In men, the causes can be a little different.

  • A swollen prostate is one very common cause of incontinence among men. The prostate is a male gland about the size and shape of a walnut. It surrounds the urethra just below the bladder, where it adds fluid to semen before ejaculation, as defined by the National Institutes of Health. This gland grows in men as they age, and in some cases, the enlargement can become troublesome. As the prostate enlarges, it squeezes the urethra, which can often lead to accidental leakages.
  • Another very common factor for incontinence is having prostate surgery. Immediately following the surgery, muscles are often temporarily weaker, which can cause stress incontinence. The surgery is a shock to the body and many muscles need to be re-strengthened. With treatment, someone can start to see improvements with urine flow and bladder control within 6 months after surgery. If symptoms continue, contact a doctor.
  • Urinary tract infections often cause an overactive bladder, which can cause incontinence. A Urinary Tract Infection, aka UTI, is an infection of the urinary tract. Infections have a tendency to irritate the bladder, which would cause someon to have strong urges to urinate. These urges often lead to incontinence, and can be a first warning of a UTI. Some other possible signs of a urinary tract infection and symptoms include a burning sensation when urinating, or foul-smelling urine.
  • Pre-existing medical conditions are often a cause of incontinence, particularly strokes, dementia, Parkinson’s, Alzheimer’s, spina bifida, MS, or diabetes. Each of these conditions affects the nervous system, which interrupts the brain from communicating with the muscles in your body.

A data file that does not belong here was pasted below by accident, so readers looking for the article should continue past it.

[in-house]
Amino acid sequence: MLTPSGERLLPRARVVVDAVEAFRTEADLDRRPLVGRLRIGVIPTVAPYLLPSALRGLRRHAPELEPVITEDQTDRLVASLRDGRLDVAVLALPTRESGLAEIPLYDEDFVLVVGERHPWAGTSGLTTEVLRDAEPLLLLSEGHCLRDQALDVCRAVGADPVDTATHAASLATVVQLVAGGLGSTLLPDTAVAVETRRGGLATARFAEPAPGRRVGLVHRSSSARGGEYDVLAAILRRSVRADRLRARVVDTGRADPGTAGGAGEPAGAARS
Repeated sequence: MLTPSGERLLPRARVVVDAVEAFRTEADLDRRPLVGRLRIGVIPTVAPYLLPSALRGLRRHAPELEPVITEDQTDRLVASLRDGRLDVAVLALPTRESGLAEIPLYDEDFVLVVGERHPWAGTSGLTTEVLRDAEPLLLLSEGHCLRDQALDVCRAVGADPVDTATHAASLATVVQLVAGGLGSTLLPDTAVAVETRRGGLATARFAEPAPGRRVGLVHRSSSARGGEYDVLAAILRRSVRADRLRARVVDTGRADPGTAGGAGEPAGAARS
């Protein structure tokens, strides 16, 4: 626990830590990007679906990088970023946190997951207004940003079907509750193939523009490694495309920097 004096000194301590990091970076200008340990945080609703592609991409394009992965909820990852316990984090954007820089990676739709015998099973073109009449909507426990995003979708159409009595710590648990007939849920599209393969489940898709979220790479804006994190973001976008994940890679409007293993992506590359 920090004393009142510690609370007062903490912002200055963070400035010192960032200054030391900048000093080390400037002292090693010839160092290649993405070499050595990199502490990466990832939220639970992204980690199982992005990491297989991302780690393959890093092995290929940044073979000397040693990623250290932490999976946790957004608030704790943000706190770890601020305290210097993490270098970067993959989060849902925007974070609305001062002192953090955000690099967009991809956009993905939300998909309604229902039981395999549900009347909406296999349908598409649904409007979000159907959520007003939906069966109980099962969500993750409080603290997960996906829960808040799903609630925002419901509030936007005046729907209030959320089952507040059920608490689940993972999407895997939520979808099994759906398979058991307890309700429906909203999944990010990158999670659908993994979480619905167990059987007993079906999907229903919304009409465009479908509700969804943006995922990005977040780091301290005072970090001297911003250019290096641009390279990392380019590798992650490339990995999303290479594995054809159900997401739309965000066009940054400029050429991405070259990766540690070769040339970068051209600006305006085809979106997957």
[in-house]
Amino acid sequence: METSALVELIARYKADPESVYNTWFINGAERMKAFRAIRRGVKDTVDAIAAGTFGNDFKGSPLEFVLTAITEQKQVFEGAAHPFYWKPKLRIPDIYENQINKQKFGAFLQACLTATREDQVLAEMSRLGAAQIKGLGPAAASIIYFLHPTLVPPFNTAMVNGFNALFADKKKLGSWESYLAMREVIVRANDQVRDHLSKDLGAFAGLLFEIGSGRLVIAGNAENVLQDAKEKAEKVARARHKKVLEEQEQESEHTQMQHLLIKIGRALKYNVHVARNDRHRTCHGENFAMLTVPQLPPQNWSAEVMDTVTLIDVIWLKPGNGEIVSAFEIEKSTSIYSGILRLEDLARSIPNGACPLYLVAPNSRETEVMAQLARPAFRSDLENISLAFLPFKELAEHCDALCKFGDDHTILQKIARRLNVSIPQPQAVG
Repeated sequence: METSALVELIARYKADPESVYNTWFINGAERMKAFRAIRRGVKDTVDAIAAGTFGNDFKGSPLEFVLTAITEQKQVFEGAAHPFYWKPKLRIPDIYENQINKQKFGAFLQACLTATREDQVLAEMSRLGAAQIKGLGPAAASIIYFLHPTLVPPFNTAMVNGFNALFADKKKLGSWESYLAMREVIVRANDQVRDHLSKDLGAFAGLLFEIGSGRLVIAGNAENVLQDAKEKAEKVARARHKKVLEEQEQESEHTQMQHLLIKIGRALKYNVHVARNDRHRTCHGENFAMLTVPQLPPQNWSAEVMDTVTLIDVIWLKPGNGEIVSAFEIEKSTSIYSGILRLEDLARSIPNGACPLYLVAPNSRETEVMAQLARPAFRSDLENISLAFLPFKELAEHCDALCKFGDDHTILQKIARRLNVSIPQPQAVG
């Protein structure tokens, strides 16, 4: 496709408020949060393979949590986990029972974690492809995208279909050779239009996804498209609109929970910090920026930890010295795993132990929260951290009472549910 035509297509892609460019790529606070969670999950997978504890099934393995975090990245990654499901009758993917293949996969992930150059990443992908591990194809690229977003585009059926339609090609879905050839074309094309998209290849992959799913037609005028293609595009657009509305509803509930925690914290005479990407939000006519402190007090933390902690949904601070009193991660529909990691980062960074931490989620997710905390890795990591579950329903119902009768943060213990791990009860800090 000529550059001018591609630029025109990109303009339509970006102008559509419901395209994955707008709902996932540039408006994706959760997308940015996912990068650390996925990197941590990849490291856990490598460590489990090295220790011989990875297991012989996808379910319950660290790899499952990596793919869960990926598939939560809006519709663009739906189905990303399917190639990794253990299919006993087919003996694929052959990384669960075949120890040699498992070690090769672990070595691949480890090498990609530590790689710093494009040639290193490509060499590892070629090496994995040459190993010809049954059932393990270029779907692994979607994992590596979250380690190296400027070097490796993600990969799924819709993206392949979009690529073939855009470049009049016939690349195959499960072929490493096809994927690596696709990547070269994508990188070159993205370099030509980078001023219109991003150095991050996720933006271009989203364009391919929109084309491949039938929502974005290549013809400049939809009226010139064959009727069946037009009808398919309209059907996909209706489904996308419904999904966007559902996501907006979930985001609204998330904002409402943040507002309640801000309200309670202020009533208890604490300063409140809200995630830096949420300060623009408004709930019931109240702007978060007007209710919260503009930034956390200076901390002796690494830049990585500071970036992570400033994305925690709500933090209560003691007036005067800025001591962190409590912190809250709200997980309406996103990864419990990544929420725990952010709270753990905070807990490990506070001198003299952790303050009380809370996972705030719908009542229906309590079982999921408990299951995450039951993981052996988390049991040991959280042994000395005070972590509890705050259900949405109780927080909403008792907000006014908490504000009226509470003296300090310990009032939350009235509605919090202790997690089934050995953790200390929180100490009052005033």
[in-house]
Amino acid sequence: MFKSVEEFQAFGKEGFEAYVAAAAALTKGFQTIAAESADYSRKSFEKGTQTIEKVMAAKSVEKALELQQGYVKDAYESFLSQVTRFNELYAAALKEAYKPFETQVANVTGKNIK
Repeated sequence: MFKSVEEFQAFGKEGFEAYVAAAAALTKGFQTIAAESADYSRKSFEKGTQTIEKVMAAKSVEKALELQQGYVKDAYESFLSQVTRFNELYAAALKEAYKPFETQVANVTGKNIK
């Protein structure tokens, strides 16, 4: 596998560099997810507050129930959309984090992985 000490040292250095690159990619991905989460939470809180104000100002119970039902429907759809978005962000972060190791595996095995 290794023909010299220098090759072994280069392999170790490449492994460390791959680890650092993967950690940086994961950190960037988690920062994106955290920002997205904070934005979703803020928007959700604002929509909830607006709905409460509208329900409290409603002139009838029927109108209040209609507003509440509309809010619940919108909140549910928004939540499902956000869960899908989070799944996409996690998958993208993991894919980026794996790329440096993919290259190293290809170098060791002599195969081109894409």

Who Does Incontinence Affect?

As mentioned above, incontinence affects more women than men, and those men affected are usually over 60 years of age. Women, however, can be affected during all stages of life.

Incontinence in Young Women and New Mothers

While incontinence is most prominent with women over the age of 50, most new mothers tend to suffer from incontinence for several weeks after giving birth. It is estimated that 15% to 25% of women under 60 are dealing with urinary incontinence, too. For these women, incontinence is caused from 9 months of pressure on the uterus and a weakening of the pelvic muscle. What these woman are experiencing is called stress incontinence, which can occur when a woman is exercising, laughing, sneezing or engaging in sexual intercourse.

Incontinence in Post Menopausal Women

Between 25%-45% of women suffer from urinary incontinence, and most of them are over the age of 50. During menopause, the level of estrogen will significantly drop in women, and that level will continue to drop throughout the remainder of their lives. Estrogen helps keep the bladder and urethra healthy and strong. With the decline in estrogen, the pelvic muscles weaken, leading to an increased risk of bladder leakage.

Incontinence in Men

Most men with incontinence have additional medical issues, such as nerve damage, diabetes or prostate cancer. If you believe someone you know is suffering from incontinence it is important to discuss with them as well as contact a doctor.

Incontinence in Children

While incontinence usually affects older women, children are not immune to incontinence. A child suffering from incontinence will often wet their bed during the night. Often times in children, will be affected by Urinary Incontinence due to a larger health issue such as:

  • A Urinary Tract Infection
  • Diabetes